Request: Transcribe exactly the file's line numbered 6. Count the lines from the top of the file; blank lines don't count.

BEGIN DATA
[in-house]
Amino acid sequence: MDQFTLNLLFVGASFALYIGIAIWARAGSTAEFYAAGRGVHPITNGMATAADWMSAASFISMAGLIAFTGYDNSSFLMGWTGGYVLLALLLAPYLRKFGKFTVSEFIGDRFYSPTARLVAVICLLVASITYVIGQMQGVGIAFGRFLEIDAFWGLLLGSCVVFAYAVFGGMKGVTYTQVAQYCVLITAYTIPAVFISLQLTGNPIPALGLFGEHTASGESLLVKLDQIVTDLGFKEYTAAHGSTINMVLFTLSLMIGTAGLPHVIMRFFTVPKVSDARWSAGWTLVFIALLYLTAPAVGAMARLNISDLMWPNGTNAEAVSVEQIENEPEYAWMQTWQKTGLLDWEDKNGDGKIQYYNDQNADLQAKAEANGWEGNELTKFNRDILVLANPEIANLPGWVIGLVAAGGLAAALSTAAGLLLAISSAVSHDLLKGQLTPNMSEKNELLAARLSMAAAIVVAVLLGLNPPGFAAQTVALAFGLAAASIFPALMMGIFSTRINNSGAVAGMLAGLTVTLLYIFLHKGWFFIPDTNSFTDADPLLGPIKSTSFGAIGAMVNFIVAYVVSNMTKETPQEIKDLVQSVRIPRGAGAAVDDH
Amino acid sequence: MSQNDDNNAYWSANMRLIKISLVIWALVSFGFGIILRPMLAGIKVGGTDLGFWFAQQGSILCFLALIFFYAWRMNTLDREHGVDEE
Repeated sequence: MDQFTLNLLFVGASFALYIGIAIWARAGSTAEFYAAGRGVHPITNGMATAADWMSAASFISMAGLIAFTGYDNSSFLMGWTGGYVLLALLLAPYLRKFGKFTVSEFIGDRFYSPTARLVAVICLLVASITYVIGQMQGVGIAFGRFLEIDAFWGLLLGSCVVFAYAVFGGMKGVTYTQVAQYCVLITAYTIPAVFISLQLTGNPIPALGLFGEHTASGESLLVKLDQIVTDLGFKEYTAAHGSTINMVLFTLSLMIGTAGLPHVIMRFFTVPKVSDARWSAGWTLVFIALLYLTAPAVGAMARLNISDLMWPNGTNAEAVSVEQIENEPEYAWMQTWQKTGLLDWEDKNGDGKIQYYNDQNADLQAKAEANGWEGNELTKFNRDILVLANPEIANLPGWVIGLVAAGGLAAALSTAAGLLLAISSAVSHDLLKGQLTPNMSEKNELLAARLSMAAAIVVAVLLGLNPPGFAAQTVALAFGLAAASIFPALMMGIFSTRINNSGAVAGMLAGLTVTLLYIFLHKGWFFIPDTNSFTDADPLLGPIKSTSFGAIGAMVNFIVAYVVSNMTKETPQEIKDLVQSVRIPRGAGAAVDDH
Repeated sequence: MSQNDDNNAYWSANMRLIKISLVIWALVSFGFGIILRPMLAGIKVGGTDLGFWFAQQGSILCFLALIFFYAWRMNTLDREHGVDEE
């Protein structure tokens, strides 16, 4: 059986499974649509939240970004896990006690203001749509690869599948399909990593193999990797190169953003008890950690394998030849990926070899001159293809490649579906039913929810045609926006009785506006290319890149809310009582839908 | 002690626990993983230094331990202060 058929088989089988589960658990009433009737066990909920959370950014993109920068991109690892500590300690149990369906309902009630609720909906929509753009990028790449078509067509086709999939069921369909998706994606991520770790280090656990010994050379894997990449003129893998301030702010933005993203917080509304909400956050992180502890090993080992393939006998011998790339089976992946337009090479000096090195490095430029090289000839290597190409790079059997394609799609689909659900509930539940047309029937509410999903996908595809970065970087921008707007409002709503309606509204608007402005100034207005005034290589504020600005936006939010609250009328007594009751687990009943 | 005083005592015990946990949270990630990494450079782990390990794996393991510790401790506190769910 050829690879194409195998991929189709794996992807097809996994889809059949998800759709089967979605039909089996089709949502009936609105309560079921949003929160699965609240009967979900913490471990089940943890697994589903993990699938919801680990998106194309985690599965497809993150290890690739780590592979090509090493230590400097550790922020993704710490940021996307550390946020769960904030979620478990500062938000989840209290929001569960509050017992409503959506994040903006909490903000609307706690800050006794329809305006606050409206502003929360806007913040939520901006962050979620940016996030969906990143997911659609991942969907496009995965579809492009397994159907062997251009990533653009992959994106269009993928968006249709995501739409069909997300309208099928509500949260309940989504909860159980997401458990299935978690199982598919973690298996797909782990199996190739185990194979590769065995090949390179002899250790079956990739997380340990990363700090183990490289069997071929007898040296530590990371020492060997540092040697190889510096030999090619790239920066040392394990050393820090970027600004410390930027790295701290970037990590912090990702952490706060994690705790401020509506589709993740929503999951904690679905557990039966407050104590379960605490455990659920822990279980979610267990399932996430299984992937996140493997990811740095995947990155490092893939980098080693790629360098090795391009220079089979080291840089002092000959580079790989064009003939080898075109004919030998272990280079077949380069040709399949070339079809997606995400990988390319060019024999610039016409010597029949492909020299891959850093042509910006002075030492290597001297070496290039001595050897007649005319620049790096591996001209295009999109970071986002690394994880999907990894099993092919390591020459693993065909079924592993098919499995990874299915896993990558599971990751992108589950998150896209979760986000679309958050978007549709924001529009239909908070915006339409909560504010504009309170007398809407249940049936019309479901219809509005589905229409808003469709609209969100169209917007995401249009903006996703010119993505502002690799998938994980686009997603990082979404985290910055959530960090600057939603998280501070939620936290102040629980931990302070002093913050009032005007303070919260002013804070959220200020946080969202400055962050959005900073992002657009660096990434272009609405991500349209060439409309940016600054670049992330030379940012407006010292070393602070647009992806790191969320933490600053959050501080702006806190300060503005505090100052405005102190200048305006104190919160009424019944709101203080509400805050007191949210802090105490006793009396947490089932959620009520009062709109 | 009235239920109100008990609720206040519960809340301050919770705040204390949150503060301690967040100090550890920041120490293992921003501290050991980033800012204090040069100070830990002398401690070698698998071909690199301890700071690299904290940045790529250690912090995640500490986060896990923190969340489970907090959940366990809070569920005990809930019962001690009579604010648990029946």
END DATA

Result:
């Protein structure tokens, strides 16, 4: 059986499974649509939240970004896990006690203001749509690869599948399909990593193999990797190169953003008890950690394998030849990926070899001159293809490649579906039913929810045609926006009785506006290319890149809310009582839908 | 002690626990993983230094331990202060 058929088989089988589960658990009433009737066990909920959370950014993109920068991109690892500590300690149990369906309902009630609720909906929509753009990028790449078509067509086709999939069921369909998706994606991520770790280090656990010994050379894997990449003129893998301030702010933005993203917080509304909400956050992180502890090993080992393939006998011998790339089976992946337009090479000096090195490095430029090289000839290597190409790079059997394609799609689909659900509930539940047309029937509410999903996908595809970065970087921008707007409002709503309606509204608007402005100034207005005034290589504020600005936006939010609250009328007594009751687990009943 | 005083005592015990946990949270990630990494450079782990390990794996393991510790401790506190769910 050829690879194409195998991929189709794996992807097809996994889809059949998800759709089967979605039909089996089709949502009936609105309560079921949003929160699965609240009967979900913490471990089940943890697994589903993990699938919801680990998106194309985690599965497809993150290890690739780590592979090509090493230590400097550790922020993704710490940021996307550390946020769960904030979620478990500062938000989840209290929001569960509050017992409503959506994040903006909490903000609307706690800050006794329809305006606050409206502003929360806007913040939520901006962050979620940016996030969906990143997911659609991942969907496009995965579809492009397994159907062997251009990533653009992959994106269009993928968006249709995501739409069909997300309208099928509500949260309940989504909860159980997401458990299935978690199982598919973690298996797909782990199996190739185990194979590769065995090949390179002899250790079956990739997380340990990363700090183990490289069997071929007898040296530590990371020492060997540092040697190889510096030999090619790239920066040392394990050393820090970027600004410390930027790295701290970037990590912090990702952490706060994690705790401020509506589709993740929503999951904690679905557990039966407050104590379960605490455990659920822990279980979610267990399932996430299984992937996140493997990811740095995947990155490092893939980098080693790629360098090795391009220079089979080291840089002092000959580079790989064009003939080898075109004919030998272990280079077949380069040709399949070339079809997606995400990988390319060019024999610039016409010597029949492909020299891959850093042509910006002075030492290597001297070496290039001595050897007649005319620049790096591996001209295009999109970071986002690394994880999907990894099993092919390591020459693993065909079924592993098919499995990874299915896993990558599971990751992108589950998150896209979760986000679309958050978007549709924001529009239909908070915006339409909560504010504009309170007398809407249940049936019309479901219809509005589905229409808003469709609209969100169209917007995401249009903006996703010119993505502002690799998938994980686009997603990082979404985290910055959530960090600057939603998280501070939620936290102040629980931990302070002093913050009032005007303070919260002013804070959220200020946080969202400055962050959005900073992002657009660096990434272009609405991500349209060439409309940016600054670049992330030379940012407006010292070393602070647009992806790191969320933490600053959050501080702006806190300060503005505090100052405005102190200048305006104190919160009424019944709101203080509400805050007191949210802090105490006793009396947490089932959620009520009062709109 | 009235239920109100008990609720206040519960809340301050919770705040204390949150503060301690967040100090550890920041120490293992921003501290050991980033800012204090040069100070830990002398401690070698698998071909690199301890700071690299904290940045790529250690912090995640500490986060896990923190969340489970907090959940366990809070569920005990809930019962001690009579604010648990029946």